A 'New' Taste: 5 Most Incredible Discoveries of the Week

Also, a missing piece of art, literally
By Newser Editors,  Newser Staff
Posted Sep 10, 2016 5:22 AM CDT
A 'New' Taste: 5 Most Incredible Discoveries of the Week
Sweet, sour, salty, bitter, umami ... and now starchy?   (AP Photo/Matthew Mead)

Intriguing discoveries for food lovers and art lovers make the list:

  • Scientists Say They've Found a Sixth Taste: Wondering why a bread bowl full of pasta with fries on the side can really hit the spot? It could be a heretofore unknown sixth taste that scientists claim to have discovered. Up until now, the five tastes humans were known to be able to sense were sweet, sour, salty, bitter, and umami. It might be time to add "starchy" to that list—and it would make evolutionary sense.
  • Missing Piece of Magritte Painting Is Found: An "exciting art world jigsaw puzzle" is nearly complete after the third piece of a painting by Belgian artist René Magritte missing for more than 80 years was discovered hiding at the Norwich Castle Museum and Art Gallery in Britain. Magritte's The Enchanted Pose was part of a 1927 exhibition, but no one purchased it, and it was returned to Magritte. He apparently cut it into four pieces, which means only one more is missing. Why he did so is a mystery.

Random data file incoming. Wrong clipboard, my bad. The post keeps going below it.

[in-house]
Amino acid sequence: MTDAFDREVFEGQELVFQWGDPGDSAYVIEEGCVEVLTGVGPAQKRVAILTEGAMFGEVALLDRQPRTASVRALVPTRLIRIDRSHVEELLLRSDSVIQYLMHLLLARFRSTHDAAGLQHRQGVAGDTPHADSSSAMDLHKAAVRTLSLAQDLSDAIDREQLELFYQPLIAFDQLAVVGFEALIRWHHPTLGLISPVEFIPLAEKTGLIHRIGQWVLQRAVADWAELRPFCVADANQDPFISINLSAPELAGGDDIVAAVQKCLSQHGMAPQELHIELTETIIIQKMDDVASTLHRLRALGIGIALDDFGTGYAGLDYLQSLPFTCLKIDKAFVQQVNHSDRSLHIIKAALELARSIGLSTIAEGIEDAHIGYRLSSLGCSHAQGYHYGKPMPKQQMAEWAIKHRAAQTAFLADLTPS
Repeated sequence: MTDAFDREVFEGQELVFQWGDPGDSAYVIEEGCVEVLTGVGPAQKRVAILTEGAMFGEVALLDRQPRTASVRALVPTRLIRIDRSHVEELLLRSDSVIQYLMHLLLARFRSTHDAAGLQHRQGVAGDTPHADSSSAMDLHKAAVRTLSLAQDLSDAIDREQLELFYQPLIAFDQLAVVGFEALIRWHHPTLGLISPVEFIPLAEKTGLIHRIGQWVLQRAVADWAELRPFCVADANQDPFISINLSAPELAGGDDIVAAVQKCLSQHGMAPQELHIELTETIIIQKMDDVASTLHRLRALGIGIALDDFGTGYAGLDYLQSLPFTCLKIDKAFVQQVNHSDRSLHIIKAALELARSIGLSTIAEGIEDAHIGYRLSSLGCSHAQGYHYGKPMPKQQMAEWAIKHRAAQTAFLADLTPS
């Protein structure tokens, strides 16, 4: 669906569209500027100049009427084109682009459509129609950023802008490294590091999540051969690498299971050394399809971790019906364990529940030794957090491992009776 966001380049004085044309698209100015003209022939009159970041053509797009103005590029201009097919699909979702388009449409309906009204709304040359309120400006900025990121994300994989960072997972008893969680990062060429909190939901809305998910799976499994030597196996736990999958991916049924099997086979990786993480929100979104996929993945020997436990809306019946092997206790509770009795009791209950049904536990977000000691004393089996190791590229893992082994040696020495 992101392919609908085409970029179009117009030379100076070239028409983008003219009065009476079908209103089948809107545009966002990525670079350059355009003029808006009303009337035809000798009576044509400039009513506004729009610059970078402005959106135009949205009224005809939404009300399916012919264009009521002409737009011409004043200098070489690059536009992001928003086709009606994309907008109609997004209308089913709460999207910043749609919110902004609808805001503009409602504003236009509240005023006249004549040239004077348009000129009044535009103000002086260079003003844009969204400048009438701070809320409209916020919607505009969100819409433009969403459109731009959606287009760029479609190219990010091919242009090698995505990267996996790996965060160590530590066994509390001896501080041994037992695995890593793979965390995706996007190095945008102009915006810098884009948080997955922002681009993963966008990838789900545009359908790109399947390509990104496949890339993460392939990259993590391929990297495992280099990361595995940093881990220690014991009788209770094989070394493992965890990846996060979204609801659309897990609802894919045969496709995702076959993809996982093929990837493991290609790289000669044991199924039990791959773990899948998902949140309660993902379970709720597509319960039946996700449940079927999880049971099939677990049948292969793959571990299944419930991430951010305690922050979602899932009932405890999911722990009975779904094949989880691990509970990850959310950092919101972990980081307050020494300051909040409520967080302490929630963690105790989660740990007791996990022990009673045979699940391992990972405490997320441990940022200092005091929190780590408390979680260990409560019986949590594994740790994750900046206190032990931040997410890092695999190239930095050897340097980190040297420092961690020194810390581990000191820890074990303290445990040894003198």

• Drug Shows Promise Against One of the Deadliest Cancers: A new study is raising hope that a new drug can fight a particularly deadly form of pancreatic cancer. Researchers say an immunotherapy drug known as IMM-101 extended the lives of patients with metastatic pancreatic cancer. The news gets even better when it comes to side effects.
  • Scientists Flick Switch, Boozy Rats Stop Drinking: A new study on rats suggests that alcoholism can be reversed by essentially switching off the urge in the brain. It all has to do with a specific set of brain cells in the amygdala that become activated when a person drinks to excess. Deactivate them, and surprising things happen.
  • '5-Second Rule' Is Baloney: The five-second rule is off by about five seconds in many cases, and not in the direction you hoped. That's what Rutgers researchers say in a new study debunking the classic kitchen rule, which declares it safe to eat food off the floor if scooped up in a flash. Sometimes, contamination occurs instantly, though it all depends on what kind of food, and what kind of surface it hits.
Click to read about more discoveries. (More discoveries stories.)

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